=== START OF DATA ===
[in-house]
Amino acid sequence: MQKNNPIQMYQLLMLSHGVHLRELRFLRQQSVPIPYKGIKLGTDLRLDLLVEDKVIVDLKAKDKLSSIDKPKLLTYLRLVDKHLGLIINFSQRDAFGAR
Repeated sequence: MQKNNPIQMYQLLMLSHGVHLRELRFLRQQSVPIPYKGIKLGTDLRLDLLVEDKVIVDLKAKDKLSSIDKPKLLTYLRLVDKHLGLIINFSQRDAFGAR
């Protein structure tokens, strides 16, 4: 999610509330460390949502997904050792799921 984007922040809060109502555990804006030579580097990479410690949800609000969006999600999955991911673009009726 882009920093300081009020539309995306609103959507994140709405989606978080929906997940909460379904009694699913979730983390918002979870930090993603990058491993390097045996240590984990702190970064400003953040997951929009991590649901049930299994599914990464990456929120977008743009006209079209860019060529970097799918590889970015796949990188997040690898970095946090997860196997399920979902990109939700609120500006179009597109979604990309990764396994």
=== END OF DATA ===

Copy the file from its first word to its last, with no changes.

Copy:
[in-house]
Amino acid sequence: MQKNNPIQMYQLLMLSHGVHLRELRFLRQQSVPIPYKGIKLGTDLRLDLLVEDKVIVDLKAKDKLSSIDKPKLLTYLRLVDKHLGLIINFSQRDAFGAR
Repeated sequence: MQKNNPIQMYQLLMLSHGVHLRELRFLRQQSVPIPYKGIKLGTDLRLDLLVEDKVIVDLKAKDKLSSIDKPKLLTYLRLVDKHLGLIINFSQRDAFGAR
């Protein structure tokens, strides 16, 4: 999610509330460390949502997904050792799921 984007922040809060109502555990804006030579580097990479410690949800609000969006999600999955991911673009009726 882009920093300081009020539309995306609103959507994140709405989606978080929906997940909460379904009694699913979730983390918002979870930090993603990058491993390097045996240590984990702190970064400003953040997951929009991590649901049930299994599914990464990456929120977008743009006209079209860019060529970097799918590889970015796949990188997040690898970095946090997860196997399920979902990109939700609120500006179009597109979604990309990764396994």